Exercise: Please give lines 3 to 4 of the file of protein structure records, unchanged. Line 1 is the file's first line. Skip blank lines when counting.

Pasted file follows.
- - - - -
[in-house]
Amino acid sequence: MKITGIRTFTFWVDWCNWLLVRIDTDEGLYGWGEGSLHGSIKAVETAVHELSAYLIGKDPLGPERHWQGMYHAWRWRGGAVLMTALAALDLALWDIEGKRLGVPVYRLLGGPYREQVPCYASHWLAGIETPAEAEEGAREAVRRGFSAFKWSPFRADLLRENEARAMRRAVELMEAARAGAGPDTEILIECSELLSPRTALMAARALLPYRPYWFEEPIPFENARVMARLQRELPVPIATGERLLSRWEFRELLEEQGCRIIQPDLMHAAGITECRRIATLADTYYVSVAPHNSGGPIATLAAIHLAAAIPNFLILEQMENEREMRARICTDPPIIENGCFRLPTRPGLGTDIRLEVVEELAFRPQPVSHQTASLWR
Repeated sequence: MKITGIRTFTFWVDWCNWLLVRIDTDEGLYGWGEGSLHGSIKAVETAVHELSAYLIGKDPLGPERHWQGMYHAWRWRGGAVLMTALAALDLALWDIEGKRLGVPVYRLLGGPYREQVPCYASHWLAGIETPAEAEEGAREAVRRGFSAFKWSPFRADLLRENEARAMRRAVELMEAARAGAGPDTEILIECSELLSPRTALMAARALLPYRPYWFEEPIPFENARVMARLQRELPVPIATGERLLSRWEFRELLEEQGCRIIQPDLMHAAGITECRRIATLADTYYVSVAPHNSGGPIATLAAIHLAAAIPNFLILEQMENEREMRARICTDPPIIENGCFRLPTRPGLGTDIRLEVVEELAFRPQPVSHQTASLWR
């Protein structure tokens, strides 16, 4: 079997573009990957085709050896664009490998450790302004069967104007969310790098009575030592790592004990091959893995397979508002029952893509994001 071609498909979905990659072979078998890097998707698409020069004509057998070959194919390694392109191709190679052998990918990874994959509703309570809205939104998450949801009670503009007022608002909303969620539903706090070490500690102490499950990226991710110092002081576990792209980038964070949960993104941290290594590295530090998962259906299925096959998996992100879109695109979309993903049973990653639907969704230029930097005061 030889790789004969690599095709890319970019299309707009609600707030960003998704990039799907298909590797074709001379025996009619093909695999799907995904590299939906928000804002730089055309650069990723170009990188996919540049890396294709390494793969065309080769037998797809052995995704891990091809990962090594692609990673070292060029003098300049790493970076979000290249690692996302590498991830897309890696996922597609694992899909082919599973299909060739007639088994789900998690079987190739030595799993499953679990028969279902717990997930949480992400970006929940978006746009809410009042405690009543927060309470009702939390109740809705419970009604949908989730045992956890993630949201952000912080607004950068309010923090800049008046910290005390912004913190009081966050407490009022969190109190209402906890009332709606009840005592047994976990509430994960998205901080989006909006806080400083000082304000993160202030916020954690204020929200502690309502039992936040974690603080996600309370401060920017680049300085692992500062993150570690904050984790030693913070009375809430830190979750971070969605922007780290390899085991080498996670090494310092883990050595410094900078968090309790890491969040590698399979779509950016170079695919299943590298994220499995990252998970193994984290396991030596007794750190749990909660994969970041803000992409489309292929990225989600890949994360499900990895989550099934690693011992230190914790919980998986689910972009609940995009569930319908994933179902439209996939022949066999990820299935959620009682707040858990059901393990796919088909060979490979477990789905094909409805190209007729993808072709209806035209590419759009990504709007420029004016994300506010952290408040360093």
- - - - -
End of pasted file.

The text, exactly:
Repeated sequence: MKITGIRTFTFWVDWCNWLLVRIDTDEGLYGWGEGSLHGSIKAVETAVHELSAYLIGKDPLGPERHWQGMYHAWRWRGGAVLMTALAALDLALWDIEGKRLGVPVYRLLGGPYREQVPCYASHWLAGIETPAEAEEGAREAVRRGFSAFKWSPFRADLLRENEARAMRRAVELMEAARAGAGPDTEILIECSELLSPRTALMAARALLPYRPYWFEEPIPFENARVMARLQRELPVPIATGERLLSRWEFRELLEEQGCRIIQPDLMHAAGITECRRIATLADTYYVSVAPHNSGGPIATLAAIHLAAAIPNFLILEQMENEREMRARICTDPPIIENGCFRLPTRPGLGTDIRLEVVEELAFRPQPVSHQTASLWR
């Protein structure tokens, strides 16, 4: 079997573009990957085709050896664009490998450790302004069967104007969310790098009575030592790592004990091959893995397979508002029952893509994001 071609498909979905990659072979078998890097998707698409020069004509057998070959194919390694392109191709190679052998990918990874994959509703309570809205939104998450949801009670503009007022608002909303969620539903706090070490500690102490499950990226991710110092002081576990792209980038964070949960993104941290290594590295530090998962259906299925096959998996992100879109695109979309993903049973990653639907969704230029930097005061 030889790789004969690599095709890319970019299309707009609600707030960003998704990039799907298909590797074709001379025996009619093909695999799907995904590299939906928000804002730089055309650069990723170009990188996919540049890396294709390494793969065309080769037998797809052995995704891990091809990962090594692609990673070292060029003098300049790493970076979000290249690692996302590498991830897309890696996922597609694992899909082919599973299909060739007639088994789900998690079987190739030595799993499953679990028969279902717990997930949480992400970006929940978006746009809410009042405690009543927060309470009702939390109740809705419970009604949908989730045992956890993630949201952000912080607004950068309010923090800049008046910290005390912004913190009081966050407490009022969190109190209402906890009332709606009840005592047994976990509430994960998205901080989006909006806080400083000082304000993160202030916020954690204020929200502690309502039992936040974690603080996600309370401060920017680049300085692992500062993150570690904050984790030693913070009375809430830190979750971070969605922007780290390899085991080498996670090494310092883990050595410094900078968090309790890491969040590698399979779509950016170079695919299943590298994220499995990252998970193994984290396991030596007794750190749990909660994969970041803000992409489309292929990225989600890949994360499900990895989550099934690693011992230190914790919980998986689910972009609940995009569930319908994933179902439209996939022949066999990820299935959620009682707040858990059901393990796919088909060979490979477990789905094909409805190209007729993808072709209806035209590419759009990504709007420029004016994300506010952290408040360093």